Date Published: January 18, 2021
Source: The Good people at Bloomsbury India 😀
How did the rape and murder of a young girl transform a rule-obsessed officer to take on a more humane approach?
Why did people start calling him Singham just a few years into his policing career?
What is it that made a shy, simple village boy dedicate himself to a lifetime of commitment towards public service?
Stepping Beyond Khaki: Revelations of a Real-Life Singhamis a tell-all memoir by celebrated former police officer K. Annamalai. With a career spanning a decade in the state of Karnataka, he earned the respect of the people with his humanistic action and his style of leadership focusing on empowering subordinates. Further, Annamalai pitches significant questions that rarely get discussed-are politicians bad? And is politics a place where good people fear to tread?
By stepping away from the spotlight and bringing out the real heroes whom he had encountered in his policing journey, this is unlike any other policing memoir. Truthfully told with a dash of idealism, it also prescribes changes that are much needed in politics, policing and in our daily governance mechanisms. It brings out the inherent goodness of the common man and the role the general public play in keeping this democracy functioning.
Buy it here – Amazon India | Amazon US | The Book Depository | Flipkart | Add on Goodreads
My View: Up until early last year, I held a common view of the police: they can’t be trusted, don’t go to a policeman even when you need to, they are unfit, take bribes, and are dangerous to your safety (especially as a female).
This changed in March 2020. March 2020, I shared space with constables, and I talked to senior superintendents while on COVID duty for those quarantined after traveling abroad. And that changed everything. My perception of police emerged from that of what I held above, to them being humans who work more hours than normal, are underpaid, hardly get time to spend with family, put their lives on the line, and are hated by the public. During the span of a month, I was also witness to the loss of a young constable who was going home after finishing his duty at 3am and in order to save a drunk person on the road, he swerved and lost his balance, and died. He was 23. Last March made me know more about the police than I ever had before. It gave me a real picture, away from what I had been told, and what media told me.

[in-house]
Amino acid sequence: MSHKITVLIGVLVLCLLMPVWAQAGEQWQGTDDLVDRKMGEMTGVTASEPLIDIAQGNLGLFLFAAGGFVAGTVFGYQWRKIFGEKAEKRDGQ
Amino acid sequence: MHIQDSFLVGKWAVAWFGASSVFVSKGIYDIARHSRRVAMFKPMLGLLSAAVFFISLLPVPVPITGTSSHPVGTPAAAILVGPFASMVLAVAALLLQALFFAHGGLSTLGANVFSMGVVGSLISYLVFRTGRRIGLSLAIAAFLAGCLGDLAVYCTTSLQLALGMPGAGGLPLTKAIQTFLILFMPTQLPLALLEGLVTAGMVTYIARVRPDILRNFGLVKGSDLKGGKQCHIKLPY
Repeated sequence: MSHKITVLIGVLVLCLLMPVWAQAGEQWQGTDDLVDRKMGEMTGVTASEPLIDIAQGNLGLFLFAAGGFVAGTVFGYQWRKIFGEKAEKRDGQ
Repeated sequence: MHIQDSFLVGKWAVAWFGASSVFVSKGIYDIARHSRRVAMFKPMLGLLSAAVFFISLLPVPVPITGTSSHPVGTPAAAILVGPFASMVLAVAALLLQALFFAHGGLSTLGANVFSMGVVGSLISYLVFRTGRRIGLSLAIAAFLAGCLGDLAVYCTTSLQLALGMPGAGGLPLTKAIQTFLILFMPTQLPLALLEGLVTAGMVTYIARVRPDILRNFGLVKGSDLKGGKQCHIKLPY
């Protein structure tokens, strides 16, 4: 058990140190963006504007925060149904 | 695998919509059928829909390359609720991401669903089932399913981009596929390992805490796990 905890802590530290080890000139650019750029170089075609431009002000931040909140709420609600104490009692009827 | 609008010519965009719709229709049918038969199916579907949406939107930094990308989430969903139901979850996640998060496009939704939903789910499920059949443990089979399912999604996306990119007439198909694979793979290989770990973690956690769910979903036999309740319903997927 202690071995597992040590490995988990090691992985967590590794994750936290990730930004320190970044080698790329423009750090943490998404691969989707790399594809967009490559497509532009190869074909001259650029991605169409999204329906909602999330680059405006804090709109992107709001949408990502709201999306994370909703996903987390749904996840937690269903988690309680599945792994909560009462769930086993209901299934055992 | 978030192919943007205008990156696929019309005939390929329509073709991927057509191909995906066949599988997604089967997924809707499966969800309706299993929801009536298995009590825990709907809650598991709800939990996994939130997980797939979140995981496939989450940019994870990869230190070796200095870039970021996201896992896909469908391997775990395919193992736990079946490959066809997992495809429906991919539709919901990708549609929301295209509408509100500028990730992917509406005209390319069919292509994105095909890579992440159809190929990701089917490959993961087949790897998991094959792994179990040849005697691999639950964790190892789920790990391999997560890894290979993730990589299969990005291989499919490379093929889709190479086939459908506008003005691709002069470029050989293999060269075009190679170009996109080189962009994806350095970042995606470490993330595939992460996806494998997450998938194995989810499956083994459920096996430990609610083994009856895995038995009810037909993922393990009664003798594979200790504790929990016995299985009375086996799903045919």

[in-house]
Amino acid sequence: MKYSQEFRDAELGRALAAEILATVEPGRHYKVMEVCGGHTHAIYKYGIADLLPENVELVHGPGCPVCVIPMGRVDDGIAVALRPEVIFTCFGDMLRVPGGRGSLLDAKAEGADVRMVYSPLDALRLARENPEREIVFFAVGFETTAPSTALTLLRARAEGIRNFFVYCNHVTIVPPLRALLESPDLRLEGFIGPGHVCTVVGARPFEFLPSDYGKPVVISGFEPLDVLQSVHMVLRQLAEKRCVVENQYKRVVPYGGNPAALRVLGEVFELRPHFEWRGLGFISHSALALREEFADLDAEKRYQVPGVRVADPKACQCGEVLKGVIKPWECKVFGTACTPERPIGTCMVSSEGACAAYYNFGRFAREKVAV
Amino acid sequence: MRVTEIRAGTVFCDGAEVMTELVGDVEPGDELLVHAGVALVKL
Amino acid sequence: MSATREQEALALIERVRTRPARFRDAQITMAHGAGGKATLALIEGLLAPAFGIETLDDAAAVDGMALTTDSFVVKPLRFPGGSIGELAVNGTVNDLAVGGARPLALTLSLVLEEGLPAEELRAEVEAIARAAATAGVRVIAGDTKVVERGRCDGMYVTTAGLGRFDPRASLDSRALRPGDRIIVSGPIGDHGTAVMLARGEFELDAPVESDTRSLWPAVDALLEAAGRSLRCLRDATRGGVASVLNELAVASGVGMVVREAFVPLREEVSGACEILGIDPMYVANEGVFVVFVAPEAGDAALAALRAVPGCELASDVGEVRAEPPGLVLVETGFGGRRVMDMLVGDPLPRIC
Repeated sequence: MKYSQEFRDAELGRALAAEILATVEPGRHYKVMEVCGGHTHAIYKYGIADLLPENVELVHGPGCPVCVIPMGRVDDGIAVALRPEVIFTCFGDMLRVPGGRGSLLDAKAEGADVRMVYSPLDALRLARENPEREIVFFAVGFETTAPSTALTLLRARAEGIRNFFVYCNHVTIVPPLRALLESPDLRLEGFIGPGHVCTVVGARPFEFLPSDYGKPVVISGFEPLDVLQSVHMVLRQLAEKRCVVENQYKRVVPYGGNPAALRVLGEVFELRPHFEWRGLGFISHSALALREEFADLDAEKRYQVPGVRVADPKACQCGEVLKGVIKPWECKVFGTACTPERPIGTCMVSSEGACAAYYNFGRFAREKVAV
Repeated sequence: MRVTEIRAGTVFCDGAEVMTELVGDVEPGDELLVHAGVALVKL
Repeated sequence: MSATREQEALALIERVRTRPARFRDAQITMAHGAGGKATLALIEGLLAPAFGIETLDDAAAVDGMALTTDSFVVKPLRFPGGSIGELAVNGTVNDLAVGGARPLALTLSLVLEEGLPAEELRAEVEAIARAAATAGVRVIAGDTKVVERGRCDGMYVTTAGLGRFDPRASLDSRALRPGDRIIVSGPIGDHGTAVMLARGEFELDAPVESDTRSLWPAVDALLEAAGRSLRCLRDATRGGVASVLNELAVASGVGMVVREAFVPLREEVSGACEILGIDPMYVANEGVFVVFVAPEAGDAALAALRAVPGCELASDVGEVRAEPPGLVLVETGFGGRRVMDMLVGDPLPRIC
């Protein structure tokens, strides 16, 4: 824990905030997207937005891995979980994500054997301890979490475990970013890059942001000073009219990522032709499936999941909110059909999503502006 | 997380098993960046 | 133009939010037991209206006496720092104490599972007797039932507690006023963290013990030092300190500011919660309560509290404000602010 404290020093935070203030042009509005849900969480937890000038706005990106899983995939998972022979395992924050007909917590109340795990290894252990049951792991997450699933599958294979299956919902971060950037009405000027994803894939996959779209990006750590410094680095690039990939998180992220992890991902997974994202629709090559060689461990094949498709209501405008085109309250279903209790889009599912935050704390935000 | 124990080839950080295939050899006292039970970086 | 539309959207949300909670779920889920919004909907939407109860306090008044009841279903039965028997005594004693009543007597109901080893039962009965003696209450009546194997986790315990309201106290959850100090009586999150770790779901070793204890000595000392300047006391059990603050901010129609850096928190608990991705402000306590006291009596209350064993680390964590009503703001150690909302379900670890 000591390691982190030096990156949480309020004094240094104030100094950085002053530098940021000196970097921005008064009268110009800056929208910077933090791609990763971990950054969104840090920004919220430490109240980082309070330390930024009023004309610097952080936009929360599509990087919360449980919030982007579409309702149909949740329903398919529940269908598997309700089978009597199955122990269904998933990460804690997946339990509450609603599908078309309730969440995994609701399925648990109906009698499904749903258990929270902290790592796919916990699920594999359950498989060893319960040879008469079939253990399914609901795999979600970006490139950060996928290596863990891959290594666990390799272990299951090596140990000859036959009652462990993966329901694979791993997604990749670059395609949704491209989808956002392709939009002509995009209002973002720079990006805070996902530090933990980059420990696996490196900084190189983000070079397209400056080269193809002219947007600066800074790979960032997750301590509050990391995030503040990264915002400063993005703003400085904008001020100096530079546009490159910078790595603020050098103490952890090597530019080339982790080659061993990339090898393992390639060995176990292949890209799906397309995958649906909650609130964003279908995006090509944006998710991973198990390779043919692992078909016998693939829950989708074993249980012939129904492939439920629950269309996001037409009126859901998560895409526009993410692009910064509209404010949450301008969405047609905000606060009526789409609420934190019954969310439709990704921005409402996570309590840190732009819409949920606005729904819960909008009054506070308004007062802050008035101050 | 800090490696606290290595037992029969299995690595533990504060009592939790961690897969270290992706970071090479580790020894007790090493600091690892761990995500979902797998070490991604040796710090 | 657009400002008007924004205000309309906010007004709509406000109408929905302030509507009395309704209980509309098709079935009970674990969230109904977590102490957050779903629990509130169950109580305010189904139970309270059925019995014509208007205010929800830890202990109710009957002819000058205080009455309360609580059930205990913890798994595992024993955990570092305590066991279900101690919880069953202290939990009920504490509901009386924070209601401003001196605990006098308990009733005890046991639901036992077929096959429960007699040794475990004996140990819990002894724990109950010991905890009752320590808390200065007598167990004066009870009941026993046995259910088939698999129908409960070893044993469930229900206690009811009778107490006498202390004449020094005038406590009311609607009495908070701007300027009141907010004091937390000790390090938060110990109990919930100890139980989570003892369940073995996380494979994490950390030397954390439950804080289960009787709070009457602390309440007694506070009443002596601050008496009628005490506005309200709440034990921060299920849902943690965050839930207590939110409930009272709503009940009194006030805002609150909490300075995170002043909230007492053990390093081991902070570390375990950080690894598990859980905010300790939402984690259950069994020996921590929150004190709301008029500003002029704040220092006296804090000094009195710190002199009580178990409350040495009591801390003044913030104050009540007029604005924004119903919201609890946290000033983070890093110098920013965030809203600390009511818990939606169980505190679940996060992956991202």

So when I got a chance to read this book, I grabbed it, wanting to know a first-hand account. I am embarrassed to say I hadn’t heard about Annamalai before but I am glad to have gotten to know him through this book. He’s a marvellous person, reaching where he did on his own abilities. Reading this book was a breeze and I got lost in his life story, admiring his courage, his long-term vision, and his methods. While reading this book, I was made aware of (by someone who did better on current affairs than me) some things about him that are against my own views but the author hasn’t mentioned them in the book so I will put them aside.
Annamalai goes into the minute accounts of a daily life of a policeman and all that they sacrifice and go through. He talks about the grassroot level and helps bring awareness to aspects of a policeman’s life that go unnoticed.
This book is an eye-opener. It is revealing, humbling, and brings to you the other-side view most people are not privy to. It seems like an unbiased account of the real deal.
Towards the end, the book becomes a little dry when delving into the political arena albeit Annamalai has mentioned some really good measures that the govt needs to take to ensure smooth functioning of the police and be able to provide help to those who need it. If only someone on the political level reads this and takes a step in the right direction.
It’s a great book to give you a glimpse into the life of a policeman.
Have you read the book? What did you think of it?
3.5/5 stars – Between I liked it and I really liked it.